W3 Total Cache installs a humongeous “Performance” menu. I’m going to walk my way through the menus and settings, letting you know what I set and what I learned.

General Settings

First off, W3TC includes a preview mode which is a very nice addition. Some (many) of these options have the capability of borking your site, so enable preview mode and get used to this workflow: save all settings->preview->deploy

I’d suggest not checking the box to turn everything on right away. Instead, go through the options one by one turning them on, saving, previewing, deploying. That way if something on your site breaks, you know what you did to break it.

For all of my cache methods, I’m using Opcode: XCache and I’ve enabled just about all of the sections available. The plugin folks recommend using an opcode cache to keep things ready and in memory. XCache happens to be enabled easily with DreamHost VPS, so that’s what I went with.

The plugin warns, in the Install tab, against using Disk Caching for Database and Object caching because it may be too slow.

I haven’t investigated Varnish, so I’m not using that.

At this time, I prefer to keep my DNS hosted at DreamHost, so I’m not using CloudFlare.

Page Cache tab

Cache everything! Mostly… I do not cache my 404 page because it warns about a 200 status code being returned. Which would be incorrect and I don’t cache for logged in users. I believe I’ve left the other settings at default

Minify tab

I’d recommend working slowly through this tab. For instance, on this site, I’ve already done some minification of my javascript and I needed it to be included in a specific order. W3TC destroyed that order and broke my site. As such, I’ve left minification of Javascript off, but opted to minify HTML and CSS. YMMV

Database Cache tab & Object Cache tab

Default settings were fine for me.

Browser Cache tab

In this tab, I’ve turned on just every checkbox except the “Prevent caching of objects after settings change.” Which I may turn on as well… If you have a lot of repeat visitors, this tab will be important to optimize well.

User Agent Groups tab and Referrer Groups tab

These two tabs allow you to filter incoming requests by either user agent (browser & computer) and/or referrer (such as Google or Facebook) and then feed them a different WordPress theme. It happens to be a very convenient way to build a mobile-specific version of your website.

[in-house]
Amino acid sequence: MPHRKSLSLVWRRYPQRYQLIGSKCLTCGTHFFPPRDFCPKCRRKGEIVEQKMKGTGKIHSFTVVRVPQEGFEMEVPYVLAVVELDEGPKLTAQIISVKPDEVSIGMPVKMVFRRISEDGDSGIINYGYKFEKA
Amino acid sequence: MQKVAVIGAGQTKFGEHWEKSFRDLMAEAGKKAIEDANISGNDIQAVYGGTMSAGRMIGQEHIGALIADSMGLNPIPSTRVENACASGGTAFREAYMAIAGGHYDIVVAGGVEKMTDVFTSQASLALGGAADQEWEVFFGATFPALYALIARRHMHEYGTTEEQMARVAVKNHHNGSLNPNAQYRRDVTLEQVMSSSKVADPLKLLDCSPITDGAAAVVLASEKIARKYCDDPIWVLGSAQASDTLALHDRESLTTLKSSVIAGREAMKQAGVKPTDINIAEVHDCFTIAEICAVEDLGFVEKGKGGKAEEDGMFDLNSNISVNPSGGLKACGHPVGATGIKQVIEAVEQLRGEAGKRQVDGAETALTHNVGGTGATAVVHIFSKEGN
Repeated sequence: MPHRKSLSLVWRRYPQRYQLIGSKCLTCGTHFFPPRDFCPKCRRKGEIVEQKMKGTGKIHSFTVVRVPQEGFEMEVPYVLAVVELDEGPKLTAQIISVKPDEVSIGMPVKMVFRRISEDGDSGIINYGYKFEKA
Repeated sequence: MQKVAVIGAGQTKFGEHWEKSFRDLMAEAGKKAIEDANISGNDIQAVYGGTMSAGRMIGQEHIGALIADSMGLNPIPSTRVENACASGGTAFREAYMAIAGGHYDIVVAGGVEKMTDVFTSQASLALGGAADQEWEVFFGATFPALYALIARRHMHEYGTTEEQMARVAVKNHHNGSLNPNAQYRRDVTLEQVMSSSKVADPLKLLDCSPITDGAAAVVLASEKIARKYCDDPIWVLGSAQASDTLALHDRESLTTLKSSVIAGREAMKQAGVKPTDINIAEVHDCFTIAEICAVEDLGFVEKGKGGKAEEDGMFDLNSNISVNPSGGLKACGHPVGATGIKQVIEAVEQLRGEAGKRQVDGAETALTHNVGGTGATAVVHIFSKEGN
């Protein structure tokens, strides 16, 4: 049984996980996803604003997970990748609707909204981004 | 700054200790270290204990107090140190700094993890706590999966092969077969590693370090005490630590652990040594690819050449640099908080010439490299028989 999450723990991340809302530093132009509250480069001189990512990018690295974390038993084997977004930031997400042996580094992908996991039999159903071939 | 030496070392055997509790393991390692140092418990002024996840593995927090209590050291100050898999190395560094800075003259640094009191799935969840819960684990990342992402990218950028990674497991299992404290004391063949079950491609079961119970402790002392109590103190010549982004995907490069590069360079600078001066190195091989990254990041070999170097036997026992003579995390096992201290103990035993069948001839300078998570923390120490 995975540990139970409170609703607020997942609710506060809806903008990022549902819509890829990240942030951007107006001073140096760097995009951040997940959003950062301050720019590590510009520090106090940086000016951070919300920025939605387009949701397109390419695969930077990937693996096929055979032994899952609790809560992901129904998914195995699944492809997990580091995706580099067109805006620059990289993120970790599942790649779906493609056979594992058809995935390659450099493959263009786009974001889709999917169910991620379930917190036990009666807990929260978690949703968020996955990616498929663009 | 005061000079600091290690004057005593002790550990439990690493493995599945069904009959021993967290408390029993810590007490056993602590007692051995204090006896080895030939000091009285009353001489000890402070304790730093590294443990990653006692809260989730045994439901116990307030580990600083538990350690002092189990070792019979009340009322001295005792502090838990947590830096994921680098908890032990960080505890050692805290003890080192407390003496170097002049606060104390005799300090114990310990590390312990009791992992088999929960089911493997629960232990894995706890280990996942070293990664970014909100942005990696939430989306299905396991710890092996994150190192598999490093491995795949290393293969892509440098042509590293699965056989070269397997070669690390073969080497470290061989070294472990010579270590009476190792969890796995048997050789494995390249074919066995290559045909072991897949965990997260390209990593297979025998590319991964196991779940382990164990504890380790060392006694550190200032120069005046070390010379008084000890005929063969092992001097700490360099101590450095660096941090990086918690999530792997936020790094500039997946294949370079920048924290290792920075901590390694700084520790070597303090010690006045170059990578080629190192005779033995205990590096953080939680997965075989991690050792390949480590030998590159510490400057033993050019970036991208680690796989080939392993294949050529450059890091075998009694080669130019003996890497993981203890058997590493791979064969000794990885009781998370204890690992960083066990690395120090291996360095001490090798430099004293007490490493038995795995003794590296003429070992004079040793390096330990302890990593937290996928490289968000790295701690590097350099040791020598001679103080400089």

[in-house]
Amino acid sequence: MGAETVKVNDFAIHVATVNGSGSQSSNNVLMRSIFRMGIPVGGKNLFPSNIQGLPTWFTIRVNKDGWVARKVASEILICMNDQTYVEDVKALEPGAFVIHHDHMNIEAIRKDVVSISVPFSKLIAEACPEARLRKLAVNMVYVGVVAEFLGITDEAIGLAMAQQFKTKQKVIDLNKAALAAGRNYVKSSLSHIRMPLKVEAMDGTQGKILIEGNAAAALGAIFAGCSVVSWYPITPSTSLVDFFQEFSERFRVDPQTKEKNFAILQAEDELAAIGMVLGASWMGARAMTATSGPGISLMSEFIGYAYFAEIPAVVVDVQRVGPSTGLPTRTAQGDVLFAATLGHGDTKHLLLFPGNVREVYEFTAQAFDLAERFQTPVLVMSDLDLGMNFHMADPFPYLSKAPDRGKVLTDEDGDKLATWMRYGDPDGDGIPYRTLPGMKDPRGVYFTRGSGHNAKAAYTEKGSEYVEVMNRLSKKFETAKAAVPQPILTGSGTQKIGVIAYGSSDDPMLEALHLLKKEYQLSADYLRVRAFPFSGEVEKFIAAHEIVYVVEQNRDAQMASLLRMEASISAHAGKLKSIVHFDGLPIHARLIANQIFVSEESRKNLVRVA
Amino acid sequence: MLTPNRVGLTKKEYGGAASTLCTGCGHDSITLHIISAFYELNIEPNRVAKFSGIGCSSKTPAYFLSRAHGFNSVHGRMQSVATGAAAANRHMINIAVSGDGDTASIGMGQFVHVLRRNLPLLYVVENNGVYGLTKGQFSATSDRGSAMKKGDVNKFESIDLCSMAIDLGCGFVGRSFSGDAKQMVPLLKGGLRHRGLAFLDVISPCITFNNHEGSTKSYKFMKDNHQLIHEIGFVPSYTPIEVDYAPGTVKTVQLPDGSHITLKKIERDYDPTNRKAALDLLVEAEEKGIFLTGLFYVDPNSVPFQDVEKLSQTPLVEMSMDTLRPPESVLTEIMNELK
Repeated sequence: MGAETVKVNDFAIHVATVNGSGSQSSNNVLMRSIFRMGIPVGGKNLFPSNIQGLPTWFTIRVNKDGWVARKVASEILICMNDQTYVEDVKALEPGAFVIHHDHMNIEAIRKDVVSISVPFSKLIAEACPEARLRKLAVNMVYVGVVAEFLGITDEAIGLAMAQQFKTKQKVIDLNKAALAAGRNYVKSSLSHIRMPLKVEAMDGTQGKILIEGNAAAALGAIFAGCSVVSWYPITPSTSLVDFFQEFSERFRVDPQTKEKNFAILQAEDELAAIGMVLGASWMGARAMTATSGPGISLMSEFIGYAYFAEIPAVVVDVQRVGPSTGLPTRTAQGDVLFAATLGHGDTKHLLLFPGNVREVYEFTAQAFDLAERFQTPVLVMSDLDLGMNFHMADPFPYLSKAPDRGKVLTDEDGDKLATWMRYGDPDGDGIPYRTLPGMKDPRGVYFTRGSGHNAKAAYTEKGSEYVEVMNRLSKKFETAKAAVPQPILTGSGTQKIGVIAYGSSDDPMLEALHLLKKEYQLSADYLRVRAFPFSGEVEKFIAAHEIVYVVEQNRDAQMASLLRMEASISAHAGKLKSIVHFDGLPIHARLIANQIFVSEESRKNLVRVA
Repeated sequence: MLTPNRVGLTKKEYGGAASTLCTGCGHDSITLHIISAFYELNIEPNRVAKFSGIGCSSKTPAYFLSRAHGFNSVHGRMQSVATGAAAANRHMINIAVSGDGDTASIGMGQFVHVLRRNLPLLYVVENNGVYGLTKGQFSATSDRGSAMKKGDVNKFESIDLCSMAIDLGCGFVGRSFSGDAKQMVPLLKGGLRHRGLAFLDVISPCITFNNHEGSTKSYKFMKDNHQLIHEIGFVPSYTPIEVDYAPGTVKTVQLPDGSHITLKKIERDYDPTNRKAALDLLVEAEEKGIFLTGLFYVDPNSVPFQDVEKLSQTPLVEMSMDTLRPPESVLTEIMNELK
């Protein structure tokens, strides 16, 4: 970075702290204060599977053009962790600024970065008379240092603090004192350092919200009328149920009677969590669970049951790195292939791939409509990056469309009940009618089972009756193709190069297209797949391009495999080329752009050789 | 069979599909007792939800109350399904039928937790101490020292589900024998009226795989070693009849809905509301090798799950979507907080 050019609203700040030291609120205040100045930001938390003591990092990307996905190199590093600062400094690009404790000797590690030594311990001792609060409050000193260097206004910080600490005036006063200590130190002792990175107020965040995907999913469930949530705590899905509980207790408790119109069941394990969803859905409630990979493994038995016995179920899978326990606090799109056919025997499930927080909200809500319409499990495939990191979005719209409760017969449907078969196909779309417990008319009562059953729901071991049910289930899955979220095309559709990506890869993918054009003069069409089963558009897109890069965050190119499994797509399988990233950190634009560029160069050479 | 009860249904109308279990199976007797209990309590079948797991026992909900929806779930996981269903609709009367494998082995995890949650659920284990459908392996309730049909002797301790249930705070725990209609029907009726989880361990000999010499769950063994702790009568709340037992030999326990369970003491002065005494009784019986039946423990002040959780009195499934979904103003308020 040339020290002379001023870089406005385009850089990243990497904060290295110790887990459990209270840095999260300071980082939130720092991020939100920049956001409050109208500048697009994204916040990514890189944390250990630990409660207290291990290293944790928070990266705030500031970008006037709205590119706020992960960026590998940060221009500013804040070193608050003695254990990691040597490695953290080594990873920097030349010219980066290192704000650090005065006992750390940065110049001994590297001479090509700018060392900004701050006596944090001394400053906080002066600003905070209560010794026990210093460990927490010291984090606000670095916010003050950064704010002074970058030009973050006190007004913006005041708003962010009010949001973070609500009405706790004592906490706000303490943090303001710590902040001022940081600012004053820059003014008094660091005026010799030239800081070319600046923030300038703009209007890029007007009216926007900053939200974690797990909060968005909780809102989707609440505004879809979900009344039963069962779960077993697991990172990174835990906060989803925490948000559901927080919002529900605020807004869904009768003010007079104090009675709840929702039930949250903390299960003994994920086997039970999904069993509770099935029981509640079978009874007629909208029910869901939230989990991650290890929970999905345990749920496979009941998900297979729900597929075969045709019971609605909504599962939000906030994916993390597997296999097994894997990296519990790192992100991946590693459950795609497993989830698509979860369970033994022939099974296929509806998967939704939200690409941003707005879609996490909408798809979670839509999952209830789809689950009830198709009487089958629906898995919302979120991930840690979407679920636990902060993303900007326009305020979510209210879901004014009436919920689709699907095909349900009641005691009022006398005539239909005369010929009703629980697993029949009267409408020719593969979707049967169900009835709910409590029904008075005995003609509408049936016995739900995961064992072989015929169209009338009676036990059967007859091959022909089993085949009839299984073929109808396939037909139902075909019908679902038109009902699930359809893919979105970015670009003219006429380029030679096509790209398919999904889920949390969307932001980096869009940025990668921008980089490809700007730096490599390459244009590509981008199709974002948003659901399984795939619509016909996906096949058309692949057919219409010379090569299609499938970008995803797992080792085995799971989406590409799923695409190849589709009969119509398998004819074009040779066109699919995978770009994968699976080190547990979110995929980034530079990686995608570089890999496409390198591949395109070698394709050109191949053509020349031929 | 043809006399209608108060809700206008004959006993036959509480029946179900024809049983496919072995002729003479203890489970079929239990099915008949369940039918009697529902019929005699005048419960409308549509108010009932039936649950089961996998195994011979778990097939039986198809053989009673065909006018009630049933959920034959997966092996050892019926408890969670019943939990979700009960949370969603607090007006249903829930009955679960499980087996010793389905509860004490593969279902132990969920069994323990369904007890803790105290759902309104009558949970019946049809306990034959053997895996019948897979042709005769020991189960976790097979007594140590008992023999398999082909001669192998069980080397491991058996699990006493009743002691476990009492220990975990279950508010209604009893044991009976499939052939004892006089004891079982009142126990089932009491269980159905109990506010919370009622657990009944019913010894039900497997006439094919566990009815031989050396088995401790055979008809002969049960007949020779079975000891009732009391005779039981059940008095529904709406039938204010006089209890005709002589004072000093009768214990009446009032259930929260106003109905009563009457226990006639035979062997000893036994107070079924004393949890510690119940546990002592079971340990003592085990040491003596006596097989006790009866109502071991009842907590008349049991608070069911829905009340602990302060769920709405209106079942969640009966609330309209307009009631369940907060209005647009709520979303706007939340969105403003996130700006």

CDN tab

A Content Delivery Network allows you to host static elements on a different server that’s optimized to server static elements. This does a few things:

  1. Allows for browser pipelining. When your browser requests your page it can only open so many concurrent connections (requests) for various elements from your domain. But there’s nothing stopping it from opening a second set of concurrent connections from a different domain (i.e. your CDN)
  2. The CDN is lean and mean. A proper CDN is set up without the capability of serving PHP files. It’s lean and mean and optimized to serve static content.
  3. It may be distributed
  4. A really awesome CDN will have your files in different places around the world country or world so that when someone in New York requests some files they get there as quick as someone requesting them from Australia

W3TC has built-in support for a whole mess of CDNs including the ability to host your own. However, I used Amazon S3 and have determined that it’s super easy to set-up. Note that a CDN is not free, but the cost should be very low in comparison to your webhost’s cost for increasing your VPS’s memory.

  • Go to http://aws.amazon.com/s3/ and Sign up for an account. Follow through the three or four steps. They’ll send you an email when it’s set-up.
  • You’ll need some access keys, and that email they sent contains a link to get yours.
  • Copy and paste the Access Key ID and Secret Key into W3TC
  • Type something to identify your site on Amazon, then click on “create bucket” and walk through the steps. The bucket will be part of your CDN URL and will identify it in the Amazon Web Service dashboard if you ever go there. I picked “wtds-cdn” (websites that dont suck content delivery network) for mine. It’ll need to be unique and you’ll want it to be obvious what it’s for.
  • For now, ignore the CNAME bit (this allows you to set something like cdn.example.com which would actually map to amazon’s servers, but let’s just get things running first).
  • Test the S3 Upload using the button provided. Hopefully, it’s all good!
  • That will get the CDN set-up, now we need to prime it with content. I selected to have it host my attachments, include files, theme files, and custom files, so mark those checkboxes.

    1. If you’ve had your site running for a while, or you’re a fan of hotlinking to images, you may want to click the “importing attachments into the Media Library” button. This will make sure all your attachments are in the WordPress media library and it will update your URLs as needed. Because of this you may want to backup your database first
    2. At this point, you can use the various upload buttons to upload all your files to the CDN
    3. Test! I had an issue with a few files that weren’t uploaded to the CDN the first time around and were generating 404 errors. I didn’t immediately notice the problem because they were font files, but a 404 error can slow down my site. Using the “Theme file types to upload” box I was able to fix this issue. So, test to make sure all your files are being served a) from the CDN and b) aren’t producing 404 errors.

    Install tab

    There are some recommended rewrite rules to include in various .htaccess files. I believe the plugin will try to include this automatically, but if it doesn’t, be sure to put it in there manually.

    So, what did all this work do for me? See the results

    Leave a comment

    Your email address will not be published. Required fields are marked *